PR: This may be a little obnoxious, but I think the two stories I hold closest are “The Way She Handles” and “You Need Not Be Present to Win.”
The former because it started off being a kind of standard first-person narrator writing about childhood, but then it became something different. It became a story about parenting and addiction and how some people change while other people don’t. It projected into the future in a way that surprised me. And every time I look at it, it makes me sad in a very satisfying way.
The latter because I got brave with the point-of- view — letting it drift back and forth between two characters (I know that’s a walk in the park for you, but for me it was like an expedition to a distant pole; I needed maps, equipment, a backup plan!). Also because the message behind that story — and I say this as someone who never thinks about “messages” when writing stories — is that if you don’t treat people with loving kindness and respect, they will go away. No free passes because of special friendship bonds or even blood ties. You can’t toss out the golden rule without consequences. That’s something I firmly believe.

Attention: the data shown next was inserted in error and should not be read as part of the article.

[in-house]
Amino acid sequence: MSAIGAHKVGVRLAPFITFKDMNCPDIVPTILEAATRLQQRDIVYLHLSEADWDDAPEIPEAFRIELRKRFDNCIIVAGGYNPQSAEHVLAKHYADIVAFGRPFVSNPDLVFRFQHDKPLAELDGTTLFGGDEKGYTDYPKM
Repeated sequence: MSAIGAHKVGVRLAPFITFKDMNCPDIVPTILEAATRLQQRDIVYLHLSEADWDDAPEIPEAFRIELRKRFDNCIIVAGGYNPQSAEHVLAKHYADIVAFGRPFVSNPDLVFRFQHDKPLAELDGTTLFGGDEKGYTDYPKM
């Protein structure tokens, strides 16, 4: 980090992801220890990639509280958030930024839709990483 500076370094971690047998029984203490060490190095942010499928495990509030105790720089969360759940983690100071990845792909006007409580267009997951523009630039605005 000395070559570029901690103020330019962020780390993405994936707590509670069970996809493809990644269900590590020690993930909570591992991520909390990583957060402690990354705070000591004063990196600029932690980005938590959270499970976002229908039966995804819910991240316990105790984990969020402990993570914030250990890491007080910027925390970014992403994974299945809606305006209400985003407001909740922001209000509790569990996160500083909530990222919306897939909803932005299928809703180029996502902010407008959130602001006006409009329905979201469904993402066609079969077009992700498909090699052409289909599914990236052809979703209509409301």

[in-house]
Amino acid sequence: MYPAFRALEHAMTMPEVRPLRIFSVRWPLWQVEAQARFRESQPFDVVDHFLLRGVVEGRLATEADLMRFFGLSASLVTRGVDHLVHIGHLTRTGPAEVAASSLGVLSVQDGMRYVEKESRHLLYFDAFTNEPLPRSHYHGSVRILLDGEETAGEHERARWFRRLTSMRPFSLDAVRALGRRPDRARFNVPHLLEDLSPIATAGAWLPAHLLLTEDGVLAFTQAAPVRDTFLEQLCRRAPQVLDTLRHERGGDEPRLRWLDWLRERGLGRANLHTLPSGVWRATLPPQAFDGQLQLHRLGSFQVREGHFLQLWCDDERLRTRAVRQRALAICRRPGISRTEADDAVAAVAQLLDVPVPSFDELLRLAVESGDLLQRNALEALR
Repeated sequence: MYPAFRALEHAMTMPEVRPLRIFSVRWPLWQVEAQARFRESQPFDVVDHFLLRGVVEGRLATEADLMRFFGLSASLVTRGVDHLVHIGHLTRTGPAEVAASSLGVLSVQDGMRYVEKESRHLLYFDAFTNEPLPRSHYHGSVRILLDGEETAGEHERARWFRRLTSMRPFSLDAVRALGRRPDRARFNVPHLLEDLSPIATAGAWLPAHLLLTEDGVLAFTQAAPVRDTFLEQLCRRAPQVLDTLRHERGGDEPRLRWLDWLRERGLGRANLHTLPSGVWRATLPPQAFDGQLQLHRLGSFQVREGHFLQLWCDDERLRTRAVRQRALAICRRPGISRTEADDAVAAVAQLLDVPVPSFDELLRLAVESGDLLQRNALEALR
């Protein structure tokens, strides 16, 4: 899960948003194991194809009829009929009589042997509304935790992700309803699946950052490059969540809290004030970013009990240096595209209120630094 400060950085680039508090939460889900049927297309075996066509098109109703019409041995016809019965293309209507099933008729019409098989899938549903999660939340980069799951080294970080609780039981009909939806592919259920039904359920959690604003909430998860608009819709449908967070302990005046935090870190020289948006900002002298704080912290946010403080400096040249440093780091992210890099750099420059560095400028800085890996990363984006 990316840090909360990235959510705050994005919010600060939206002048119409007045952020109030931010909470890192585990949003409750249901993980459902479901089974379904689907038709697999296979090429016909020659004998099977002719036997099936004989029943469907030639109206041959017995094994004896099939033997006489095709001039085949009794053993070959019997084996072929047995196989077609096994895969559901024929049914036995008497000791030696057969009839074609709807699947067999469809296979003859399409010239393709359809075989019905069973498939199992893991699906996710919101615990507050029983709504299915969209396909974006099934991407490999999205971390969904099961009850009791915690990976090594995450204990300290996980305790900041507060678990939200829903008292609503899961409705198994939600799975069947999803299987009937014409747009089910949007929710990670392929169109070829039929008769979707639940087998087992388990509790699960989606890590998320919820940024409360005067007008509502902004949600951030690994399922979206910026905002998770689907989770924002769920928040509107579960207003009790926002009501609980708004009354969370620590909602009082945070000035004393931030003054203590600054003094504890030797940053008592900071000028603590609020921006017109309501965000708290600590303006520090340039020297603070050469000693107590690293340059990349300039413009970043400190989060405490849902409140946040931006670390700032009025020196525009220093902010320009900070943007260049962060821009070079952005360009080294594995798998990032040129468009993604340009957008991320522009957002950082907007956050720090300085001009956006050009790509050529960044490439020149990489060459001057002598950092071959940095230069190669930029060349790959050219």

Yes. The ending of “The Way She Handles” takes that story to an entirely different level, the way it telescopes out into the future, that way Robbie, who is such an important character, just drops away. But the truth is you nail every ending in this book like a Russian gymnast springing off the balance beam. I remember there was one ending you were really struggling with and now I can’t remember which one it was. All evidence of struggle has been eradicated from the final copy.